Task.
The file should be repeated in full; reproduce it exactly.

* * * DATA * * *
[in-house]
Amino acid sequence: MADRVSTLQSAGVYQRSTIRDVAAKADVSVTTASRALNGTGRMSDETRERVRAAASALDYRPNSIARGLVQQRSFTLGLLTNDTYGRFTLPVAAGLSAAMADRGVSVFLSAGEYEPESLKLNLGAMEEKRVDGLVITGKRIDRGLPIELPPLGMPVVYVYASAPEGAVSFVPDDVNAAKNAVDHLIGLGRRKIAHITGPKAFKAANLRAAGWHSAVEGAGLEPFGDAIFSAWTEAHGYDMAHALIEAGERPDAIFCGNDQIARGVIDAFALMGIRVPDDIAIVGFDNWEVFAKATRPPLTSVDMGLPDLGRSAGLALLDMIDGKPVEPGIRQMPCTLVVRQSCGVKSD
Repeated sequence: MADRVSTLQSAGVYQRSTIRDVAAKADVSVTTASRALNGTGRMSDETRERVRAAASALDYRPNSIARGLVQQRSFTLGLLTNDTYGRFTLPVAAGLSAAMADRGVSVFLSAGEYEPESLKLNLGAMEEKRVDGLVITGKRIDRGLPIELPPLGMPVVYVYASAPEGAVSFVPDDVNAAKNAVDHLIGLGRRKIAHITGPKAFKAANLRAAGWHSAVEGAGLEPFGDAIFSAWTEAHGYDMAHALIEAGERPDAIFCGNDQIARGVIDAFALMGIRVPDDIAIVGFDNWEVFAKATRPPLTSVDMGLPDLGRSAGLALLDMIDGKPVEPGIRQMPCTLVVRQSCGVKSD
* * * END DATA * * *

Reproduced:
[in-house]
Amino acid sequence: MADRVSTLQSAGVYQRSTIRDVAAKADVSVTTASRALNGTGRMSDETRERVRAAASALDYRPNSIARGLVQQRSFTLGLLTNDTYGRFTLPVAAGLSAAMADRGVSVFLSAGEYEPESLKLNLGAMEEKRVDGLVITGKRIDRGLPIELPPLGMPVVYVYASAPEGAVSFVPDDVNAAKNAVDHLIGLGRRKIAHITGPKAFKAANLRAAGWHSAVEGAGLEPFGDAIFSAWTEAHGYDMAHALIEAGERPDAIFCGNDQIARGVIDAFALMGIRVPDDIAIVGFDNWEVFAKATRPPLTSVDMGLPDLGRSAGLALLDMIDGKPVEPGIRQMPCTLVVRQSCGVKSD
Repeated sequence: MADRVSTLQSAGVYQRSTIRDVAAKADVSVTTASRALNGTGRMSDETRERVRAAASALDYRPNSIARGLVQQRSFTLGLLTNDTYGRFTLPVAAGLSAAMADRGVSVFLSAGEYEPESLKLNLGAMEEKRVDGLVITGKRIDRGLPIELPPLGMPVVYVYASAPEGAVSFVPDDVNAAKNAVDHLIGLGRRKIAHITGPKAFKAANLRAAGWHSAVEGAGLEPFGDAIFSAWTEAHGYDMAHALIEAGERPDAIFCGNDQIARGVIDAFALMGIRVPDDIAIVGFDNWEVFAKATRPPLTSVDMGLPDLGRSAGLALLDMIDGKPVEPGIRQMPCTLVVRQSCGVKSD